Winter weather and the accompanying coughs and sniffles can all too often lead to ear pain and ear infections. Thankfully, most ear infections get better without treatment, i.e., antibiotics are not required. In fact, clinical studies have noted that the most commonly prescribed antibiotic, amoxicillin, is no more effective than a placebo. That said, they can still be pretty uncomfortable. I’ve put together a list of home remedies for earaches to help soothe aching ears.
*Note: Never use eardrops or oils inside the ear if a child has ear tubes or there is a chance of eardrum perforation. Please see your healthcare practitioner if pain is extreme or persists for several days.
Home Remedies for Earaches #1 – Heat
When I was a little girl, I remember having an ear infection accompanied by the one very sore ear. To help me feel better, my mom took a small throw pillow and warmed it up in the oven. She left it in just bit too long, though, and it started to singe. The fire was put out, and I got to rest my head on one slightly charred pillow – which really did help to relieve the pain. Nowadays most houses have microwaves, and you can buy or make a hot pack that can be quickly heated up that way. Core Products, a small business located in western Wisconsin, makes soft covered hot/cold packs that we use all the time as foot warmers at night and for treating headaches. To make a simple hotpack, place popcorn or rice into an old sock or small pouch. Seal end and heat in short bursts until warm. Hot water bottles are a great option if you don’t have a microwave – just make sure you don’t get the water too hot.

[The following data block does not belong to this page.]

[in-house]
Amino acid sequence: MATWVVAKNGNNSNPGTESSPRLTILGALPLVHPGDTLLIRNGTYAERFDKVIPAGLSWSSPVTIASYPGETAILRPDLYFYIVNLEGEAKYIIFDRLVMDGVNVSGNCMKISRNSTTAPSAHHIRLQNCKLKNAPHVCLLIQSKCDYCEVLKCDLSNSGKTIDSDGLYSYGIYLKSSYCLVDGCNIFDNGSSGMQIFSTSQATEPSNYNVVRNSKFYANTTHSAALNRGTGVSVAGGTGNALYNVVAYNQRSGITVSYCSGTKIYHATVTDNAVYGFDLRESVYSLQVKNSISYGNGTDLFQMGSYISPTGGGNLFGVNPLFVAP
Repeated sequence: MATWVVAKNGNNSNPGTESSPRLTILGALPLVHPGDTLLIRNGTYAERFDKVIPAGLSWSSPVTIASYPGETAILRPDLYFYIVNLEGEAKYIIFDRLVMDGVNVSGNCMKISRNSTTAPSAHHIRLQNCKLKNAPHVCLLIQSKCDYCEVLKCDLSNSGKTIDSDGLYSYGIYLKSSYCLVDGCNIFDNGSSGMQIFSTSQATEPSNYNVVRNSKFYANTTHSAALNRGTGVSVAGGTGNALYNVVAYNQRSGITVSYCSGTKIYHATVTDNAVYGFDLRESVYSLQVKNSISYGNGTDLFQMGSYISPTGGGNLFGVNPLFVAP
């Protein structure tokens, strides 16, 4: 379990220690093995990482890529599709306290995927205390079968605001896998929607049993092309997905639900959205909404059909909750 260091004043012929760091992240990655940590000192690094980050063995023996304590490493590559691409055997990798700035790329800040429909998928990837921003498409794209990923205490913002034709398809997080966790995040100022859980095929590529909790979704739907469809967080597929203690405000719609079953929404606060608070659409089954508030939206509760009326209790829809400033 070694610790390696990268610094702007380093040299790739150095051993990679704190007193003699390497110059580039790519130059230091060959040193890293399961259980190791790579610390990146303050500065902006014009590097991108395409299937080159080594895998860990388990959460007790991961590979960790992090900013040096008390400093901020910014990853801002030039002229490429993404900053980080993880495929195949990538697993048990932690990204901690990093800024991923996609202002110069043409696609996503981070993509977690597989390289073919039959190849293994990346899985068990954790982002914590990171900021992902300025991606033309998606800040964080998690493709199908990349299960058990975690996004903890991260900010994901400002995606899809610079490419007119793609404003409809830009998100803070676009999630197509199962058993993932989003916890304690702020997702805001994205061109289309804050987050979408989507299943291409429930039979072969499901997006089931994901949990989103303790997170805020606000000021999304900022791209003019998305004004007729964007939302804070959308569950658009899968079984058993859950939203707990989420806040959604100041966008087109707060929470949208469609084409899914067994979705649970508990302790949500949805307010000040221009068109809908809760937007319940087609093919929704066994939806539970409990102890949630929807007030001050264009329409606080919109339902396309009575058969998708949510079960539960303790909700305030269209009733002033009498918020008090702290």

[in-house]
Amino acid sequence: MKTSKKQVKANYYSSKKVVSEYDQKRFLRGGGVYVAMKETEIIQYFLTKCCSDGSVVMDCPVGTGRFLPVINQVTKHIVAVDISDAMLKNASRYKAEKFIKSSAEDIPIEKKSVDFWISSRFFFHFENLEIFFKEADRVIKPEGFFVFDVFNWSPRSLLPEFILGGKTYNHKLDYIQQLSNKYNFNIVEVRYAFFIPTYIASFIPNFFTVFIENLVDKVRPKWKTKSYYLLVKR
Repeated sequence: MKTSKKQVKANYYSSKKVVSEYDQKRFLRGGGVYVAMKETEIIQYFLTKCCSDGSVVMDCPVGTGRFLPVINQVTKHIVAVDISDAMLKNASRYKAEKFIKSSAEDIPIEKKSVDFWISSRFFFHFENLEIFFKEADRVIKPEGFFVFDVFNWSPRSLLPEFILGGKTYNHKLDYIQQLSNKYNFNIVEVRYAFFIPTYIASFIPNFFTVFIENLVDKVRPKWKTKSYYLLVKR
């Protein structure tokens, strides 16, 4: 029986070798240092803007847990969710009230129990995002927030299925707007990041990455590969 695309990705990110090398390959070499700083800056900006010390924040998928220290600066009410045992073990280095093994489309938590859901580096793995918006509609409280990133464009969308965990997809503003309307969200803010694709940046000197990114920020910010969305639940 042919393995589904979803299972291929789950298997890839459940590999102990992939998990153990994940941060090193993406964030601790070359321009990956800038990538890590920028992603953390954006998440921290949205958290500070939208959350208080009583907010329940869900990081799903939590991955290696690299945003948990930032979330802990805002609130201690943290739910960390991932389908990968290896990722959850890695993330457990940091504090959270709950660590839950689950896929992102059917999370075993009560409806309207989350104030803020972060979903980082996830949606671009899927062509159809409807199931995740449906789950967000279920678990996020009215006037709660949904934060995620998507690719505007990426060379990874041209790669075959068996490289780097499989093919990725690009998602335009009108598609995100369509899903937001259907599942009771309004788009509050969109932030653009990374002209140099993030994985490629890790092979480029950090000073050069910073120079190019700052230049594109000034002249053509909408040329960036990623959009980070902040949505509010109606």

Home Remedies for Earaches #2 – Onions
Onions are a preferred remedy in the book Be Your Own Doctor and with some of the folks on Earth Clinic. Some people simply cut an onion in half and place it over the affected ear. Others gently heat a small portion of the onion until warm but not soft, and tuck the heated onion into the ear. Some people wrap the onion in a warm, moist cloth, others use it directly on the ear. Another option is to squeeze out some onion juice, heat gently, and put a few drops into the ear. Recommended compress time seems to be around 10-15 minutes, or until the onion cools. Rest quietly while treating.
Home Remedies for Earaches #3 – Garlic Oil